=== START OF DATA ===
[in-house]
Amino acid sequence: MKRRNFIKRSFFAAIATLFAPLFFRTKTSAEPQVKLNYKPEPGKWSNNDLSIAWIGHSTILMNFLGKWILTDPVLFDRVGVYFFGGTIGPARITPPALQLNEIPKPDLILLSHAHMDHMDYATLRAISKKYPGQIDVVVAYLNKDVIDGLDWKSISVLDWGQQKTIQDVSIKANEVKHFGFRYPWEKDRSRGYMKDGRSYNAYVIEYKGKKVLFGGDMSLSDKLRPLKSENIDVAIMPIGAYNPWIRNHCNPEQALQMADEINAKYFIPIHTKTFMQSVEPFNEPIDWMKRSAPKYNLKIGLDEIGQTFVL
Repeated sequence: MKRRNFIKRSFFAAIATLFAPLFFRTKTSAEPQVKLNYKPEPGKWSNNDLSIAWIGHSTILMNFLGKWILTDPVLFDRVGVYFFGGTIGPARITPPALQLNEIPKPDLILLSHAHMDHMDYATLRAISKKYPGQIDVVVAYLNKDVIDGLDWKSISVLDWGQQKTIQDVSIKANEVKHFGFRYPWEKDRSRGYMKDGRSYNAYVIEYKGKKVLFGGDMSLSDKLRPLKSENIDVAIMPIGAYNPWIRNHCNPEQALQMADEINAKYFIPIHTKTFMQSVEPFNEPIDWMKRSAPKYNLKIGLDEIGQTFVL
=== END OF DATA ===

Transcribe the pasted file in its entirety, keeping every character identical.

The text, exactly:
[in-house]
Amino acid sequence: MKRRNFIKRSFFAAIATLFAPLFFRTKTSAEPQVKLNYKPEPGKWSNNDLSIAWIGHSTILMNFLGKWILTDPVLFDRVGVYFFGGTIGPARITPPALQLNEIPKPDLILLSHAHMDHMDYATLRAISKKYPGQIDVVVAYLNKDVIDGLDWKSISVLDWGQQKTIQDVSIKANEVKHFGFRYPWEKDRSRGYMKDGRSYNAYVIEYKGKKVLFGGDMSLSDKLRPLKSENIDVAIMPIGAYNPWIRNHCNPEQALQMADEINAKYFIPIHTKTFMQSVEPFNEPIDWMKRSAPKYNLKIGLDEIGQTFVL
Repeated sequence: MKRRNFIKRSFFAAIATLFAPLFFRTKTSAEPQVKLNYKPEPGKWSNNDLSIAWIGHSTILMNFLGKWILTDPVLFDRVGVYFFGGTIGPARITPPALQLNEIPKPDLILLSHAHMDHMDYATLRAISKKYPGQIDVVVAYLNKDVIDGLDWKSISVLDWGQQKTIQDVSIKANEVKHFGFRYPWEKDRSRGYMKDGRSYNAYVIEYKGKKVLFGGDMSLSDKLRPLKSENIDVAIMPIGAYNPWIRNHCNPEQALQMADEINAKYFIPIHTKTFMQSVEPFNEPIDWMKRSAPKYNLKIGLDEIGQTFVL